Land ownership and its use are conditionally protected by the United States Constitution. Over the course of almost a millennium of English and American jurisprudence, the law has recognized that certain land uses cause unreasonable harm to neighboring landowners or the public at large.
The law has long recognized trespass, nuisance, both public and private, as well as other legal concepts, as both limiting and protecting the rights of landowners. More recently, both Federal and State statutes have protected the value that natural resources provide, measured as ecosystem services that include clean water and air quality wildlife and fish, and tourism.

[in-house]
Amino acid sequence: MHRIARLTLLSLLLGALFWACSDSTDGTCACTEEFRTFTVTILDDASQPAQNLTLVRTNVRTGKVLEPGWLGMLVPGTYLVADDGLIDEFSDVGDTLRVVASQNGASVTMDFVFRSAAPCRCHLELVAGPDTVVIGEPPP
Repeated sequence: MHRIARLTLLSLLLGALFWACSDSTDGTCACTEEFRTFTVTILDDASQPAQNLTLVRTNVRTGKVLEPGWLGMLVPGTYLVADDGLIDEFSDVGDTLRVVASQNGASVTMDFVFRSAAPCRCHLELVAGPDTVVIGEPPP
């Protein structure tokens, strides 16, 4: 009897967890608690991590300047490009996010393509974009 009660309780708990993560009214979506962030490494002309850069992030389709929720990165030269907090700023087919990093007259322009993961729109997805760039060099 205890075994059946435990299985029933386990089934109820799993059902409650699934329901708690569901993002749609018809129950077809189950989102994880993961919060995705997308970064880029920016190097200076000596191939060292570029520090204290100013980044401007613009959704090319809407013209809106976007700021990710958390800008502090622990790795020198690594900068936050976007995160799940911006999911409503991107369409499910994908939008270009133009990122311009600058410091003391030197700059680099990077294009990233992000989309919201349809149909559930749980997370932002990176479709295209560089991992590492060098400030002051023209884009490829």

The Land Use Regulation resource page covers the intersection where the legal rights of property ownership and use meet the rights of the public and other landowners- by government regulation or private action – to limit certain rights and uses.